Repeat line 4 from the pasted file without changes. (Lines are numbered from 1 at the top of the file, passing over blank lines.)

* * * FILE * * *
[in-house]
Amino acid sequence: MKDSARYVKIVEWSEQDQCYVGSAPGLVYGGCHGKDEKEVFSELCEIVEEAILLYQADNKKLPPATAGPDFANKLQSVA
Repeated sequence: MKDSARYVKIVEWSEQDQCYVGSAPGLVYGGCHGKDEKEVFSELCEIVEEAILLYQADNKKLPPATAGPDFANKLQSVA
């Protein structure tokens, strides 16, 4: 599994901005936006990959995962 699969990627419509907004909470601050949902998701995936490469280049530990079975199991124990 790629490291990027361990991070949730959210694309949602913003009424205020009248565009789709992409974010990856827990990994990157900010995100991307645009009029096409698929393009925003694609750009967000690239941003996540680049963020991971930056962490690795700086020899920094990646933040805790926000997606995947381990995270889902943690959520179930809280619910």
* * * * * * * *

């Protein structure tokens, strides 16, 4: 599994901005936006990959995962 699969990627419509907004909470601050949902998701995936490469280049530990079975199991124990 790629490291990027361990991070949730959210694309949602913003009424205020009248565009789709992409974010990856827990990994990157900010995100991307645009009029096409698929393009925003694609750009967000690239941003996540680049963020991971930056962490690795700086020899920094990646933040805790926000997606995947381990995270889902943690959520179930809280619910």